What Veterans Day Means to Me: Forrest Fernandez, MD

November 6th, 2020

By Forrest Fernandez, MD, Trauma Program Medical Director, Grand View Health.

Veterans Day has a long history. Its roots can be traced back to Armistice Day following World War I. Veterans Day has continued in one form or another since then, as a way for the nation to recognize veterans for their service.

My own journey as a veteran started late in life. Though I did have an uncle who was a U.S. Marine and who fought and survived the infamous battle of Iwo Jima, he passed away before I got to know him, and I did not have any other close family members in the military.

I was in the second year of my general surgery residency when Operation Desert Storm began; I made a call to Army recruiters to see if they would benefit from the service of a second-year resident. They thanked me for my interest but stated that they expected the conflict to be short. So, they recommended that I continue with my training and consider joining when my training was complete. I took that advice and continued to pursue my interests in overseas medical relief work in Africa.

Fast forward to Sept. 11, 2001. The attack on the Twin Towers in New York City occurred. By this time, I was a fully trained general surgeon and had been in practice for about six years. I had been to Africa 10 times, working in austere settings in surgical hospitals. Again, I called the Army and asked them if they could use the help of an experienced general surgeon. The recruiters were at my door the next day … and the rest is history.

I spent two tours in Afghanistan in support of Operation Enduring Freedom and one tour in Iraq in support of Operation Iraqi Freedom. These experiences not only made me a much better trauma surgeon, but also became the most rewarding of my career. It made me recognize even more the immense sacrifices that our service members make to defend our precious liberties. The freedoms we have are only ours because the “Free-ers” are willing to sacrifice all to preserve it.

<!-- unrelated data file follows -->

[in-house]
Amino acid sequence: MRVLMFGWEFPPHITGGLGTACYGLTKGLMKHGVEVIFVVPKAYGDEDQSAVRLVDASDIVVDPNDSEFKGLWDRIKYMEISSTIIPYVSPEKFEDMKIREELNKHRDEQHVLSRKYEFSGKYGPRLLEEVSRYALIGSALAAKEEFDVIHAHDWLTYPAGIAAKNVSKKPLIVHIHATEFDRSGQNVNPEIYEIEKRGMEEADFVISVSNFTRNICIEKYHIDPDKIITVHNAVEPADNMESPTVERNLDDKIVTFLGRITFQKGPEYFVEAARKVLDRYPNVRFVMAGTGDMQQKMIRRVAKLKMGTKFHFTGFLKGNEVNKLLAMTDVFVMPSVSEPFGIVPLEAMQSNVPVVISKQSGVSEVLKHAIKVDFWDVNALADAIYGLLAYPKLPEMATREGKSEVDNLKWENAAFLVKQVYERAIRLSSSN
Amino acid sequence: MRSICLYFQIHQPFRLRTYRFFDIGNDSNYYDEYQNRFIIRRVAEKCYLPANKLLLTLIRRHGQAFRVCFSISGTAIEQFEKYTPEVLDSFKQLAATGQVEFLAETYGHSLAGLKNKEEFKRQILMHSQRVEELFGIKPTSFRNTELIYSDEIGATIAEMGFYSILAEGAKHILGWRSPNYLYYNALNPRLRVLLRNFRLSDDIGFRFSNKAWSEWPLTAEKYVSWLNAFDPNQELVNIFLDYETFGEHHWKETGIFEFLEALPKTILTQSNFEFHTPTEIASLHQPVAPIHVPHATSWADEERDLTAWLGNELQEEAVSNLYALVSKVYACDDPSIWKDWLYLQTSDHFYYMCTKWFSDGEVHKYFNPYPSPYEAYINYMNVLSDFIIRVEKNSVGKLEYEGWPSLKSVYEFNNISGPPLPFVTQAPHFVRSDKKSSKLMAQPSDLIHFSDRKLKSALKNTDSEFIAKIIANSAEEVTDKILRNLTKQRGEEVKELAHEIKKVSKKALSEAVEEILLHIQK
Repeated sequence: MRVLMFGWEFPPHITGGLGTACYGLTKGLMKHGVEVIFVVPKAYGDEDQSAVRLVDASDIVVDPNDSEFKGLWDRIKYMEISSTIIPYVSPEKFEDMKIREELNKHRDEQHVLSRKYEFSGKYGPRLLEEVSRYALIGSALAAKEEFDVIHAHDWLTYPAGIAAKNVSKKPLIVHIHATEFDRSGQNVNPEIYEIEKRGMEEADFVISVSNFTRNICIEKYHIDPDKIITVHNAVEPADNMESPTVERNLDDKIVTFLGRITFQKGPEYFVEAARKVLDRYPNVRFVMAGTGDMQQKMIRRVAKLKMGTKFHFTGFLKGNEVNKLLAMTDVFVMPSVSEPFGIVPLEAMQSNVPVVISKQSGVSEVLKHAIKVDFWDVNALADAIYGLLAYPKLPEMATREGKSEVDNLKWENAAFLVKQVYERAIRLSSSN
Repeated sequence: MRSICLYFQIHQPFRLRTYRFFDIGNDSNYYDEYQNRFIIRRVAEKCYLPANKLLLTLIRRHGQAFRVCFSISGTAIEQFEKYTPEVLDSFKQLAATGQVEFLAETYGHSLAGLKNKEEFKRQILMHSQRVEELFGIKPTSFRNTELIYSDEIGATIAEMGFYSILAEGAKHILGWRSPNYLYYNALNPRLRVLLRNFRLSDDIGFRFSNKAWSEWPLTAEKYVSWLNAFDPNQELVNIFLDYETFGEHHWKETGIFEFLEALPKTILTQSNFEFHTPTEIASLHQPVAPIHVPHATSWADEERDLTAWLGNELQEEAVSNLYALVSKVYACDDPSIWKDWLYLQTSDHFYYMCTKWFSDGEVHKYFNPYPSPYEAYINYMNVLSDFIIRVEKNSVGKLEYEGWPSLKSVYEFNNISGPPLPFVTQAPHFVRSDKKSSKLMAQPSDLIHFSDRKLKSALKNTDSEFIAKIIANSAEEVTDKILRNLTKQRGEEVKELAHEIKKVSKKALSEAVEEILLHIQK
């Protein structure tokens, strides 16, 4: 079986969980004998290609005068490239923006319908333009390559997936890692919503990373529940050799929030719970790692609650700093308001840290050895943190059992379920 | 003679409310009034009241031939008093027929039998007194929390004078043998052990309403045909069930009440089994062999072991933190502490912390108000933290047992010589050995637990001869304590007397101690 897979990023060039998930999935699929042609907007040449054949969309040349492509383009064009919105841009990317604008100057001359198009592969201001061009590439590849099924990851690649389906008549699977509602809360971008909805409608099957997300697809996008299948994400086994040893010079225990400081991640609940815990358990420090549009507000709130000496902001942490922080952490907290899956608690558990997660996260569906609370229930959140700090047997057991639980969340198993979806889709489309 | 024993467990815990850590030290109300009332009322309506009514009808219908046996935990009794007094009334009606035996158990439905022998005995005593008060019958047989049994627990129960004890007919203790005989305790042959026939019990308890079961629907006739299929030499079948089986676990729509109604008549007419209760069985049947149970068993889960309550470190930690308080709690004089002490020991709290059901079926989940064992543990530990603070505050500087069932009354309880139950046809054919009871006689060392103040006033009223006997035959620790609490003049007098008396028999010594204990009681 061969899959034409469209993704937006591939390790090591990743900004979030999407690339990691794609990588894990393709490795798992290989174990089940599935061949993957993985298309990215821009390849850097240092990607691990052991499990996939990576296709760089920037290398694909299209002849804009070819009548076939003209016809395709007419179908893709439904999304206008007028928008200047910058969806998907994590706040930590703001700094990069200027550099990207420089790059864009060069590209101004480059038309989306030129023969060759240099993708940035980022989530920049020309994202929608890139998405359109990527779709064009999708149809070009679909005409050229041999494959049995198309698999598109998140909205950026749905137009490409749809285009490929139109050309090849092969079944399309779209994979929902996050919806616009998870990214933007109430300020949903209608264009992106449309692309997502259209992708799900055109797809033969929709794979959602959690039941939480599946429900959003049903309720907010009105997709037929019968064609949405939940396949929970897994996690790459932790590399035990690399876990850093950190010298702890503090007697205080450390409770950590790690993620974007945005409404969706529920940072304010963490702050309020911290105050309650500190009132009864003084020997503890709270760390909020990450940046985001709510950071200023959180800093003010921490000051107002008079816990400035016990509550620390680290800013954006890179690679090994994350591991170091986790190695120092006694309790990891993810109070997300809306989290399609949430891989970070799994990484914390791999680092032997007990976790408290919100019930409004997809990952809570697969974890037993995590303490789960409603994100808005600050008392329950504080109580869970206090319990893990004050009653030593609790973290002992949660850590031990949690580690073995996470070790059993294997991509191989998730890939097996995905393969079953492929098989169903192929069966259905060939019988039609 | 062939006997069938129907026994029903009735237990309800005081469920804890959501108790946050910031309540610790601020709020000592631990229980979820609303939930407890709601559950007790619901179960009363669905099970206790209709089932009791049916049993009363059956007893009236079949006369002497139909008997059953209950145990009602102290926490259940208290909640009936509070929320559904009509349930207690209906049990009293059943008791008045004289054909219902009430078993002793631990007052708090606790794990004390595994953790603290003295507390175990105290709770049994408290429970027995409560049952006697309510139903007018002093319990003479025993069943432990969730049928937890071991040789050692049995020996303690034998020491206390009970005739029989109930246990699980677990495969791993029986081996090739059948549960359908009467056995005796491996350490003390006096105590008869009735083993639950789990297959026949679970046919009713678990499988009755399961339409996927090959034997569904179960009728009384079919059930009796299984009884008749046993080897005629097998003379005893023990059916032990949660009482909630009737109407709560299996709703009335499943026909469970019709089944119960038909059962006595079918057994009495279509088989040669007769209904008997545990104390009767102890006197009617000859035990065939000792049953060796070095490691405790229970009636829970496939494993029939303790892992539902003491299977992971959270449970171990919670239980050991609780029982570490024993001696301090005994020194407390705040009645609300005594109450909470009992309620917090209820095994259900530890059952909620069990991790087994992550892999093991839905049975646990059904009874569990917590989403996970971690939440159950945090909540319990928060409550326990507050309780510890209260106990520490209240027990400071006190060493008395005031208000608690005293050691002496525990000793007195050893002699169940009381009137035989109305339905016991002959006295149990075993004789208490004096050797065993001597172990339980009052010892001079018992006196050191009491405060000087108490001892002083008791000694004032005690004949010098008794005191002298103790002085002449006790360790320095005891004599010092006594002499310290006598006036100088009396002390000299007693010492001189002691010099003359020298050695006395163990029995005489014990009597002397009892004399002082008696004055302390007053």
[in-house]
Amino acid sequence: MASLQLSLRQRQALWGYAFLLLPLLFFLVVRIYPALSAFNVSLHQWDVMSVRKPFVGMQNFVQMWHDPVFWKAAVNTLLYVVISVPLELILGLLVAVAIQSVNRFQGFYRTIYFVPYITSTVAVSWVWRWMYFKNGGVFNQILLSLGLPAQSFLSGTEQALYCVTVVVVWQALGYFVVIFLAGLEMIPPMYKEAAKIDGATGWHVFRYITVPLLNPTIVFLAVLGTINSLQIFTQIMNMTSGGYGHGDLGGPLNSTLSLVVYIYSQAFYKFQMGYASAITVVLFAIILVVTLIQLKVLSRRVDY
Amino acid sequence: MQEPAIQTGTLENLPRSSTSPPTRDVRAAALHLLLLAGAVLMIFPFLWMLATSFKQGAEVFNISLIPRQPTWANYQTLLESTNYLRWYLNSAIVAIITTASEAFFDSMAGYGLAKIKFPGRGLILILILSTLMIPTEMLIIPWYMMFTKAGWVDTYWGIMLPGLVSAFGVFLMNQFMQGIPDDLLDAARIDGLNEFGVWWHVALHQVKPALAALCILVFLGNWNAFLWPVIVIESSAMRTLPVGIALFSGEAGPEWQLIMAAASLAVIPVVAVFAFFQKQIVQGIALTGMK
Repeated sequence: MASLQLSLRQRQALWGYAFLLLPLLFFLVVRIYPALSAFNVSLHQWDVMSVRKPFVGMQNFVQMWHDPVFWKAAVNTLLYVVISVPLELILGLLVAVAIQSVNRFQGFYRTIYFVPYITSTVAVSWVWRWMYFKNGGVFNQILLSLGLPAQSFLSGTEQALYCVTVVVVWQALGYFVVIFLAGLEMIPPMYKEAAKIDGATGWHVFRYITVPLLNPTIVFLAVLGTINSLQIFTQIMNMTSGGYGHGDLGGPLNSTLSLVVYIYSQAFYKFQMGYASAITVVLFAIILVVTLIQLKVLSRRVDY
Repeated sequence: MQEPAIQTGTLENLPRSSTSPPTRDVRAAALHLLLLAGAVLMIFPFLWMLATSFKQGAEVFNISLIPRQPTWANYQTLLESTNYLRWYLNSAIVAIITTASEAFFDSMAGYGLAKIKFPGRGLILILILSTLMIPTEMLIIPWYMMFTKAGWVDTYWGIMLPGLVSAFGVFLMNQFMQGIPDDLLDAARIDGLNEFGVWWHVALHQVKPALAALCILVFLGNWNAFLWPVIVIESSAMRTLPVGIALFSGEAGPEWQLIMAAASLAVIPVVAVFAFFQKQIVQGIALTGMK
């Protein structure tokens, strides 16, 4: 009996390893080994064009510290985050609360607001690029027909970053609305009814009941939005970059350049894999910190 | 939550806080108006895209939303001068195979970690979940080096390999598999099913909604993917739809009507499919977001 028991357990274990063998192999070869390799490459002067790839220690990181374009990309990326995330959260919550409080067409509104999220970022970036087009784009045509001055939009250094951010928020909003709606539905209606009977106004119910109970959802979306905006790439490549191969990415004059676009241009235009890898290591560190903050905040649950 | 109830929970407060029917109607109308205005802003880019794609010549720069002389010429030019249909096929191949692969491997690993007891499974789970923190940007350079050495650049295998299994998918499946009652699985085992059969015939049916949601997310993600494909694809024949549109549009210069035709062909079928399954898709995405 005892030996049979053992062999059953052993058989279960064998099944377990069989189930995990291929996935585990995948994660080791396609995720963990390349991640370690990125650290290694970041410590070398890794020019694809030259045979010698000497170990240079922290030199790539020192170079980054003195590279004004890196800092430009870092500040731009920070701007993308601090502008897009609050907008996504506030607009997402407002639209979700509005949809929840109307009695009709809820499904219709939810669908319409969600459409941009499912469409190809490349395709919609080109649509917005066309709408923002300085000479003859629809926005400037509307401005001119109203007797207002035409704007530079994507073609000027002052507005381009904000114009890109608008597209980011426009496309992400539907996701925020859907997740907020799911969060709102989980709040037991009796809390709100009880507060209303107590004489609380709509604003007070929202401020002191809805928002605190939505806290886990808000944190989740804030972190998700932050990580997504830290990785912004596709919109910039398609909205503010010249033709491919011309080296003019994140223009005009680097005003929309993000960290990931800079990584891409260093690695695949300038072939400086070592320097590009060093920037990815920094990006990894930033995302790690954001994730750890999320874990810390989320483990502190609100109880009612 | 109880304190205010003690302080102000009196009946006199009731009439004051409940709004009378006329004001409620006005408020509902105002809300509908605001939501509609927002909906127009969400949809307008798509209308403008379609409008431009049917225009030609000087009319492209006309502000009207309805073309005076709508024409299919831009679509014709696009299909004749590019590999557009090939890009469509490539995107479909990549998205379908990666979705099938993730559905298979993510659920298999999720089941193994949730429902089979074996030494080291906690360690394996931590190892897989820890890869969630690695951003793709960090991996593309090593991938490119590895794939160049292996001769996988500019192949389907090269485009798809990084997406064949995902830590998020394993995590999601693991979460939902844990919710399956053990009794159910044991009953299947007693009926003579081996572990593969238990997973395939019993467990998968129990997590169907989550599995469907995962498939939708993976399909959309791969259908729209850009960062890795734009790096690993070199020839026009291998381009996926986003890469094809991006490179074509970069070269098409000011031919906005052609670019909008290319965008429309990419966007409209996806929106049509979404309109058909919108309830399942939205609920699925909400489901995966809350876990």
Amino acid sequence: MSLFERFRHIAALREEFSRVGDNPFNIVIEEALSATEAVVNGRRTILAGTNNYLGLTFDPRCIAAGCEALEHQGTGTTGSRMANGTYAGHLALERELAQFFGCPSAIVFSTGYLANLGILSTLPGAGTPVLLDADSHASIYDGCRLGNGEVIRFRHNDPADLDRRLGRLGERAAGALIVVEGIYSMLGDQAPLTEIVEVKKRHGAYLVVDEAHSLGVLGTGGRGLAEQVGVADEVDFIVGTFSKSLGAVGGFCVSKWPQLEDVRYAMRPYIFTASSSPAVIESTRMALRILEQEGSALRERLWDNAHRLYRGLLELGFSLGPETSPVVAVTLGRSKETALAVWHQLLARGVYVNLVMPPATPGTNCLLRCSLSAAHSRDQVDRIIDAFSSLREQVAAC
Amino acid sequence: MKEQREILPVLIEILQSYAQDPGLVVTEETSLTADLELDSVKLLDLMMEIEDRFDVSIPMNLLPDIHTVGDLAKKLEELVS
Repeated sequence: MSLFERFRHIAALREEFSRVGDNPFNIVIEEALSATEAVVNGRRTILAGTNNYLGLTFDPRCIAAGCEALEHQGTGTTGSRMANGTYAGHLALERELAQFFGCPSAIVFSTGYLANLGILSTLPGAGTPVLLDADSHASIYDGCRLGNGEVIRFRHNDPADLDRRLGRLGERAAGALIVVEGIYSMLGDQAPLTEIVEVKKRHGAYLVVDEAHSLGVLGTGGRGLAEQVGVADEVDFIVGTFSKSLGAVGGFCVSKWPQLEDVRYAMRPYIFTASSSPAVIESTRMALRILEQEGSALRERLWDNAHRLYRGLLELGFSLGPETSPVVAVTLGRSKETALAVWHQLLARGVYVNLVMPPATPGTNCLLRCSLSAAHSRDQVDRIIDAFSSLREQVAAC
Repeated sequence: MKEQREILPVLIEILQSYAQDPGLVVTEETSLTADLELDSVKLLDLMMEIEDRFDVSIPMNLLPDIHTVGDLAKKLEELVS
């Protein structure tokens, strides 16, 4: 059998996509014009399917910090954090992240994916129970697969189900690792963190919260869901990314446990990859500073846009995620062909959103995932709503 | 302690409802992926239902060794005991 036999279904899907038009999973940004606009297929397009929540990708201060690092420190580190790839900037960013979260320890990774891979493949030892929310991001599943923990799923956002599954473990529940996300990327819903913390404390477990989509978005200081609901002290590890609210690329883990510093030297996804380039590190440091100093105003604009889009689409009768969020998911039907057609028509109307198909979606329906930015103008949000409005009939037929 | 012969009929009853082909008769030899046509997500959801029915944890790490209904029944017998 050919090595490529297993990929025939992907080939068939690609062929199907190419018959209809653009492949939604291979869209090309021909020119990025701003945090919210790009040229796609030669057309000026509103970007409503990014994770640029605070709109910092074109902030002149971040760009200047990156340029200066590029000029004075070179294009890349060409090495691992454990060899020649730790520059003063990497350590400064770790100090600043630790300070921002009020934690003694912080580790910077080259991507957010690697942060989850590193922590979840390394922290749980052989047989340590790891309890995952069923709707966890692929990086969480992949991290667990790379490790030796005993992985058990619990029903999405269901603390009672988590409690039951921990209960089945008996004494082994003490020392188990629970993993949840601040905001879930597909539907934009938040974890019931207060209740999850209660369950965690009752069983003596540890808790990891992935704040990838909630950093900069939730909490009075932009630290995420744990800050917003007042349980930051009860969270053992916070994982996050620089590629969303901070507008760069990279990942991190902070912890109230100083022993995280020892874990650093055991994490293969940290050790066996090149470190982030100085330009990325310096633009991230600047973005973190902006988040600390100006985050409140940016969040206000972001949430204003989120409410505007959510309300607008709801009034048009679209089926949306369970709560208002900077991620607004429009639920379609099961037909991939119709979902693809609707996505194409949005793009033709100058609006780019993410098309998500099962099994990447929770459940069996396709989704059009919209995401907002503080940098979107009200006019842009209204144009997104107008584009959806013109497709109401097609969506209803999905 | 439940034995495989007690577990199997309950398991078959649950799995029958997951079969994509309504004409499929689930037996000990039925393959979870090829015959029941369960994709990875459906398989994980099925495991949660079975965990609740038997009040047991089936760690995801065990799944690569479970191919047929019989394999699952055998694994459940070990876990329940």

I met many fine soldiers, immensely skilled at their craft, and willing to use those skills to preserve our way of life. Indeed, it is a unique role that the trauma surgeon plays in the field of conflict. It takes an immense amount of courage to be willing to go into the fight when the odds are not certain that we will prevail. That uncertainty is overcome by a love of country and for their comrades in arms. That measure of courage, as great as it is, needs to be even greater if the warfighter does not have confidence that the medical elements can rescue them should they be injured in combat. In fact, this was my greatest motivation for joining the military. It seemed to me unconscionable that a U.S. service member would receive treatment at a lower quality of care than is available to a gang-fighter in our urban civilian environment.

We must never forget to thank the “Free-ers” for their service. That service has come at great costs to these service members and their families. Some have paid the ultimate price for that service, and they are honored as our nation’s greatest heroes on Memorial Day. But one does not have to walk the halls of Grand View Health long to run into a “Free-er.” There seems to be a veteran in virtually every setting I work: emergency department, operating room, intensive care unit, medical-surgical unit and almost every support service of the hospital.

Though there are many that entertain the thought of enlisting in the military, far fewer are those that ultimately sign on the dotted line. They are a special breed, willing to risk all to preserve our freedom, to make our own destiny, to speak our mind and to use our skills to preserve a better way of life.

Please join me in saluting all the veterans of Grand View Health that join us each day in pursuing the best possible care and outcomes for the community we serve.